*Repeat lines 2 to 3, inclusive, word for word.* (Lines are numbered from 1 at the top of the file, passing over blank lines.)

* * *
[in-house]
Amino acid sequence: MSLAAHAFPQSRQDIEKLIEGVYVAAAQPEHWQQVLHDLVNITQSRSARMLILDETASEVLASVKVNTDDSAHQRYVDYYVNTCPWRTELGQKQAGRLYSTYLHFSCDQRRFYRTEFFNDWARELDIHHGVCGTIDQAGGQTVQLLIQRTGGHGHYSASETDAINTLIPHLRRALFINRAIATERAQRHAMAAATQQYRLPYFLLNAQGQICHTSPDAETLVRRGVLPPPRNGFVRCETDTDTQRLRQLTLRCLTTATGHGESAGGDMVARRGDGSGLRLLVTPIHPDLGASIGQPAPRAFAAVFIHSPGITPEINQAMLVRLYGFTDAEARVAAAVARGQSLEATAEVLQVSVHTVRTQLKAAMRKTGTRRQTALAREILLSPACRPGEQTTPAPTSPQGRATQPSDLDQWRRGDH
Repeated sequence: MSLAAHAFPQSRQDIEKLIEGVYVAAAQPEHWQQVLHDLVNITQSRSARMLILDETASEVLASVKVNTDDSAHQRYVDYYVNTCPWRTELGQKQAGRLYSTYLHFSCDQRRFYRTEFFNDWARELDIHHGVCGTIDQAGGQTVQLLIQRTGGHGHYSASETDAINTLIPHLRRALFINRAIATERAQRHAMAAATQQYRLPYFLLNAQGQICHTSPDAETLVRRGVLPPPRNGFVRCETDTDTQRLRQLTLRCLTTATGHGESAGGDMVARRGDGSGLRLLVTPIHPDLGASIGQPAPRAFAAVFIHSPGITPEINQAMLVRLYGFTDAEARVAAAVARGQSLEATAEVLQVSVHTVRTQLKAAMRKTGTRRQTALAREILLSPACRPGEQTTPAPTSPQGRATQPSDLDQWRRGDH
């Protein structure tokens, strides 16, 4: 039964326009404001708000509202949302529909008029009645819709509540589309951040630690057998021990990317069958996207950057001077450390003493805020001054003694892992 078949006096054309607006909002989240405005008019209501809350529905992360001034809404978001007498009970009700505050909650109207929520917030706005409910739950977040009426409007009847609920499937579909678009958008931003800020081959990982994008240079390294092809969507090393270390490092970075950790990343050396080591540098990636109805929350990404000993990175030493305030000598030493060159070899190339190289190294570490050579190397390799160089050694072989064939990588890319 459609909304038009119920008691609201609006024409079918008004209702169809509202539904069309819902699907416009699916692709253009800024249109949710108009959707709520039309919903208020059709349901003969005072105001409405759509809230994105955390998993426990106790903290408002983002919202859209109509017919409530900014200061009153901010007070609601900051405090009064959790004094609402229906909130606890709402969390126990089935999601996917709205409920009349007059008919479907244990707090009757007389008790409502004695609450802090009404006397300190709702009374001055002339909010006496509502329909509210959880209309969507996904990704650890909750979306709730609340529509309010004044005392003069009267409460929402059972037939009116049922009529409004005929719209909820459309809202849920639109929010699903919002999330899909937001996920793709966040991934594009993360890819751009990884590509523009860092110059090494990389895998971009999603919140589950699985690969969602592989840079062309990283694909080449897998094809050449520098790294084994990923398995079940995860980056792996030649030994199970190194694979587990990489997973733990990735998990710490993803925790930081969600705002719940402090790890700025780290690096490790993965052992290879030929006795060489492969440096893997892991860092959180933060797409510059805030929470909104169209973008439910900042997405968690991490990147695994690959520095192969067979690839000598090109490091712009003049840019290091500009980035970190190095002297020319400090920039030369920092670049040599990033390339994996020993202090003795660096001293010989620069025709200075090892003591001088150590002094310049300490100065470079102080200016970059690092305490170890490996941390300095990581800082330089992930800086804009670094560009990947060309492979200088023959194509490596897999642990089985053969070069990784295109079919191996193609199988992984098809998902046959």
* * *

Amino acid sequence: MSLAAHAFPQSRQDIEKLIEGVYVAAAQPEHWQQVLHDLVNITQSRSARMLILDETASEVLASVKVNTDDSAHQRYVDYYVNTCPWRTELGQKQAGRLYSTYLHFSCDQRRFYRTEFFNDWARELDIHHGVCGTIDQAGGQTVQLLIQRTGGHGHYSASETDAINTLIPHLRRALFINRAIATERAQRHAMAAATQQYRLPYFLLNAQGQICHTSPDAETLVRRGVLPPPRNGFVRCETDTDTQRLRQLTLRCLTTATGHGESAGGDMVARRGDGSGLRLLVTPIHPDLGASIGQPAPRAFAAVFIHSPGITPEINQAMLVRLYGFTDAEARVAAAVARGQSLEATAEVLQVSVHTVRTQLKAAMRKTGTRRQTALAREILLSPACRPGEQTTPAPTSPQGRATQPSDLDQWRRGDH
Repeated sequence: MSLAAHAFPQSRQDIEKLIEGVYVAAAQPEHWQQVLHDLVNITQSRSARMLILDETASEVLASVKVNTDDSAHQRYVDYYVNTCPWRTELGQKQAGRLYSTYLHFSCDQRRFYRTEFFNDWARELDIHHGVCGTIDQAGGQTVQLLIQRTGGHGHYSASETDAINTLIPHLRRALFINRAIATERAQRHAMAAATQQYRLPYFLLNAQGQICHTSPDAETLVRRGVLPPPRNGFVRCETDTDTQRLRQLTLRCLTTATGHGESAGGDMVARRGDGSGLRLLVTPIHPDLGASIGQPAPRAFAAVFIHSPGITPEINQAMLVRLYGFTDAEARVAAAVARGQSLEATAEVLQVSVHTVRTQLKAAMRKTGTRRQTALAREILLSPACRPGEQTTPAPTSPQGRATQPSDLDQWRRGDH